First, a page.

With Snake River coming off of a state runner-up finish last season, it’s easy to assume that expectations would increase for the next season, despite the youth movement. Harrison said that at Snake River, those expectations are always there.
“There is some pressure to win here at Snake River. That is a given and it comes with the territory. I understood that coming in,” he said.
Of course, name association may or may not play a factor too. Jeb’s father, Tom, put Snake River on the map in the 90’s and early 2000’s winning eight state titles, including five in a row from 1998-2002. The Panthers had winning streaks of 34 and 54 games, respectively, the longest public school streak at the time.
Harrison said he isn’t worried about trying to accomplish the same sort of feats his father did, as a way to “keep up with” or “follow in the footsteps” of his father.
“I don’t think a team will ever go on a run like Tom did in the 90’s,” he said. “I think those are unreasonable expectations to put on yourself. I don’t worry about trying to live up to his legacy. I’m just concerned about winning this season.”
Fortunately for Harrison, Snake River always seems to have a large pool of talented players coming through the pipeline. He credits that benefit to his staff and the community as a whole.
“Our high school program hovers around 70-80 players each year. We have a solid youth program that our high school staff works with to prep them for Friday nights,” he said. “We have great support in the community for football.”
He also credits his father for building the culture of the youth programs.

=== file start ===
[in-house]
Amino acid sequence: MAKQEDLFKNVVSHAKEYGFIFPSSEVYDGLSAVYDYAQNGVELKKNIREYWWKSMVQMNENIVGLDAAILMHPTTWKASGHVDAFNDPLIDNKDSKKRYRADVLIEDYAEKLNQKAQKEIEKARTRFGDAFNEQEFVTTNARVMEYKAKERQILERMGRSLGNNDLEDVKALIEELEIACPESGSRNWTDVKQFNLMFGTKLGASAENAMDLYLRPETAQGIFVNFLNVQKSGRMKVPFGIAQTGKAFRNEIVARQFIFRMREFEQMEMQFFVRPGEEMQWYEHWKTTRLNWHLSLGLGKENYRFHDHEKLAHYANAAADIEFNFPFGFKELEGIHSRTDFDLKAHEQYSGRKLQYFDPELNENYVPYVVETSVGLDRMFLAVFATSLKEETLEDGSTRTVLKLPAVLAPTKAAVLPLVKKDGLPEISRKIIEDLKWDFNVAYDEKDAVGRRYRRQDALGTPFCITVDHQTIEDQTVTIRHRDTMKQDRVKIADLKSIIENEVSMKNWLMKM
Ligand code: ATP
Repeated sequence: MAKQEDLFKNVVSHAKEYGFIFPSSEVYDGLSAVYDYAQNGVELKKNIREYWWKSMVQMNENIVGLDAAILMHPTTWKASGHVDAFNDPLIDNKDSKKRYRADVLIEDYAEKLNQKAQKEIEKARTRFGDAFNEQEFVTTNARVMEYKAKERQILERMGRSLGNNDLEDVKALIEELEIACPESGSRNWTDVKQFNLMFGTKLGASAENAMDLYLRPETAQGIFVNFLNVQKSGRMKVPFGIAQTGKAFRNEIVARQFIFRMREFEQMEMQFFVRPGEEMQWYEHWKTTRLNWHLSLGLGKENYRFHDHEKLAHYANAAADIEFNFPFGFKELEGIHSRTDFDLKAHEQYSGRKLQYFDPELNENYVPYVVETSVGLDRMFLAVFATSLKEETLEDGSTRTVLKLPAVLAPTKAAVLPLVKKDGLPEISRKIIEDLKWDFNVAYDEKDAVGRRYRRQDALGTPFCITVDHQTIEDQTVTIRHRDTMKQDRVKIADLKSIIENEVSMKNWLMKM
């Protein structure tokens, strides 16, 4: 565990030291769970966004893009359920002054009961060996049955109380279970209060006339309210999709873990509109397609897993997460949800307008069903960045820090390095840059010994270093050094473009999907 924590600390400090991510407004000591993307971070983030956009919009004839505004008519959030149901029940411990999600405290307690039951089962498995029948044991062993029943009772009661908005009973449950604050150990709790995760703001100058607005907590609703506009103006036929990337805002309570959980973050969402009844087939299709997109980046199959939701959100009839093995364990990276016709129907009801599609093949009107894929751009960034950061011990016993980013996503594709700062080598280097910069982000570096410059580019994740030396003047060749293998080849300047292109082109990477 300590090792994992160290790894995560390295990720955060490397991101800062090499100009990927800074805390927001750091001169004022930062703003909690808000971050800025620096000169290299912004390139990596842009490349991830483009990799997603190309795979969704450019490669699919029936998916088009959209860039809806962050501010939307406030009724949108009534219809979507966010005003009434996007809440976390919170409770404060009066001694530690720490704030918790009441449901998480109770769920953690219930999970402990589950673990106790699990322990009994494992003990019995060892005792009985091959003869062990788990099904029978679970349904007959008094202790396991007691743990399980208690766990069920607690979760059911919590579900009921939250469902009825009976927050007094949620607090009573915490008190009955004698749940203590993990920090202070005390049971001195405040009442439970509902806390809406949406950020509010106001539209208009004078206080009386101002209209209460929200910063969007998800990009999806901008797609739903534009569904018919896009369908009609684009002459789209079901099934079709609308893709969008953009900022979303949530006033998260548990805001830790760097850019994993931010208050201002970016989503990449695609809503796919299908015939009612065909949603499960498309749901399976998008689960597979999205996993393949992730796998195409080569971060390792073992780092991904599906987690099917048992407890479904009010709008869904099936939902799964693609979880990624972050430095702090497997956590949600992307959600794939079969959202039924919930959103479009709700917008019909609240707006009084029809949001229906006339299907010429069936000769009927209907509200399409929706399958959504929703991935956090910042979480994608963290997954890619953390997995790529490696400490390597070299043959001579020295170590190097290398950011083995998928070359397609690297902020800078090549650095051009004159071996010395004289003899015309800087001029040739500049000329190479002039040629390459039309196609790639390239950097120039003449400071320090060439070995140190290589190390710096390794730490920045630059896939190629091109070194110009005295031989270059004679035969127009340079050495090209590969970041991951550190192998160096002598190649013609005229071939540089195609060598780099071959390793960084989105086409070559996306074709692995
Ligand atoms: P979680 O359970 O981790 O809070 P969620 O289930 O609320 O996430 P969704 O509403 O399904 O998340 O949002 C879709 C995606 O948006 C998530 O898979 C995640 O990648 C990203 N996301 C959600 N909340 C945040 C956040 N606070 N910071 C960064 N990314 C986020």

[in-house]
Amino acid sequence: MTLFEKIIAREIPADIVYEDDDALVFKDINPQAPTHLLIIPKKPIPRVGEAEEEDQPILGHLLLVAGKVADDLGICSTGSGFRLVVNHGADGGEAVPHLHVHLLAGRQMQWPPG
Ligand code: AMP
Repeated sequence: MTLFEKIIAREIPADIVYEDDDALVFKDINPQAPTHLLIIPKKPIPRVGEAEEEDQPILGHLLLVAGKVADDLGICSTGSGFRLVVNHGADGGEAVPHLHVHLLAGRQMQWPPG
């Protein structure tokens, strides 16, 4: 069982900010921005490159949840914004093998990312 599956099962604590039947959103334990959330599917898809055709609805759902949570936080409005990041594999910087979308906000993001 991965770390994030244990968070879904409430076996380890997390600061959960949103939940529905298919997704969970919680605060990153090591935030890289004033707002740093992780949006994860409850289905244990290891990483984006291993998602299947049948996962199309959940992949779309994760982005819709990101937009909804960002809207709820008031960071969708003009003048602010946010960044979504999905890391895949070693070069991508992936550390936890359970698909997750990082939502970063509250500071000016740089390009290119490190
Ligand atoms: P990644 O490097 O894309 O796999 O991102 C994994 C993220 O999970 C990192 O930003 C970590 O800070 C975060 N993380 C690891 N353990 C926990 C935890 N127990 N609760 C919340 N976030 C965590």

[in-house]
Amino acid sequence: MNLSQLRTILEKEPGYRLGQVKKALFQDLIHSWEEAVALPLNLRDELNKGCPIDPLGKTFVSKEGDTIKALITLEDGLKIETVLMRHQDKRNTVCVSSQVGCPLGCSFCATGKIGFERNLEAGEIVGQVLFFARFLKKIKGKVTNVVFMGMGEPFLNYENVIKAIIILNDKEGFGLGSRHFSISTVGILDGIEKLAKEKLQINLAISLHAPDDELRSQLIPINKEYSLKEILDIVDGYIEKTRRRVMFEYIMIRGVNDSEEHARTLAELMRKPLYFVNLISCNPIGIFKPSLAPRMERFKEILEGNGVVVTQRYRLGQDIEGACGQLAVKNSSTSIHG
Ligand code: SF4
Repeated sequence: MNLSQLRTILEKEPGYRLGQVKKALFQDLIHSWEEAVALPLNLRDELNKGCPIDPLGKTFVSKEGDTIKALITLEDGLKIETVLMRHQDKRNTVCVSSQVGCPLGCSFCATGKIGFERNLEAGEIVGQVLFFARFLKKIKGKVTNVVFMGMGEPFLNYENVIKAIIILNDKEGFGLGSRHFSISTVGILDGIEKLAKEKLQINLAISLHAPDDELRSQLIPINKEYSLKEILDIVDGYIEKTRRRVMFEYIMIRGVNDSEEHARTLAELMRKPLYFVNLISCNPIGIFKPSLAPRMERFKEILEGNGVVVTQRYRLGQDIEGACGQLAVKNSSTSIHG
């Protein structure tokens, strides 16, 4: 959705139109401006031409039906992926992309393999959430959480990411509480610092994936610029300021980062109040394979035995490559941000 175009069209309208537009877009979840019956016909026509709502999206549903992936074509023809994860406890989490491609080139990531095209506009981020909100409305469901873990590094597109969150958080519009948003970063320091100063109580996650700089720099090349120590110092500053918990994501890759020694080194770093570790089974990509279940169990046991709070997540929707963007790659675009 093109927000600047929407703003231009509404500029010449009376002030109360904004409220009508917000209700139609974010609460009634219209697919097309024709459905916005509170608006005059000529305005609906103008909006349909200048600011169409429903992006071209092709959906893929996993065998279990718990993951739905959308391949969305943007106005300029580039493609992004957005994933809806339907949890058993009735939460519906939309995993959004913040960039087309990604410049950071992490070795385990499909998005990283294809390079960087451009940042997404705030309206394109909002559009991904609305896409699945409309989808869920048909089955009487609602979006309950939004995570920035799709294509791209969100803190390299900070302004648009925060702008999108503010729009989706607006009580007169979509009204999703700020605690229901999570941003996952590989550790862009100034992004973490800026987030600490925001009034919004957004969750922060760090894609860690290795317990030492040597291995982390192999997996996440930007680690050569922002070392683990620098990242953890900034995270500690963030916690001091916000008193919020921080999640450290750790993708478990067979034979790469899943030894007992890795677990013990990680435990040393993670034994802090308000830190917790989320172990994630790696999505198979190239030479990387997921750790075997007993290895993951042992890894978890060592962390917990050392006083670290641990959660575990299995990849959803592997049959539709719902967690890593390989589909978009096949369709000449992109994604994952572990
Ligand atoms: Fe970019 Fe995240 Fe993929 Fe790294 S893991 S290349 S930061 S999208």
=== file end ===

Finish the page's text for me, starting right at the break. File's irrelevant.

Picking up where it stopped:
“The fact that we have great youth programs and turnout for them is a direct reflection of the time and energy Tom put into it years ago. I benefit from it more than anyone. So the expectations that we have at Snake River to be competing for championships are justified.”
The Panthers 2018 schedule kicks off with back-to-back road games starting on Aug. 24 when Snake River visits Kimberly, followed by a trip northward to Sugar City to face the Sugar-Salem Diggers on Aug. 31.
Following a bye week, Snake River will play all of their home games in four consecutive weeks. The Panthers host Gooding on Sept. 14, South Fremont on Sept. 21, Teton on Sept. 28, and then conclude their homestand against conference-foe Marsh Valley on Oct. 5.
The schedule wraps up with road games against American Falls on Oct. 12 and Preston on Oct. 19.
Harrison said that he expects to know a lot about his team early on in the season.
“We knocked off Kimberly and Gooding in the playoffs last year. I’m sure they haven’t forgotten. Sugar-Salem returns a lot of kids this year. We will know really quick if our young guys are ready to step up to the challenge,” he said.
Snake River has won the last six South East Idaho Conference championships, but the competition in their league continues to improve.
“Coach Armstrong at Marsh Valley continues to improve that program. His youth programs are flourishing. I watched his team in summer camp and I think that is the best team Marsh Valley has had in awhile,” said Harrison. “American Falls also hit a home run in hiring Cory Hollingsworth. He will definitely improve their program.”
With the way the playoffs currently operate, the last two games are the most important ones of the season – they determine who moves on to the playoffs and who stays home. If Snake River can find their bearings and get the new starters acclimated to the varsity level, the Panthers will certainly have a good shot at a seventh straight conference crown.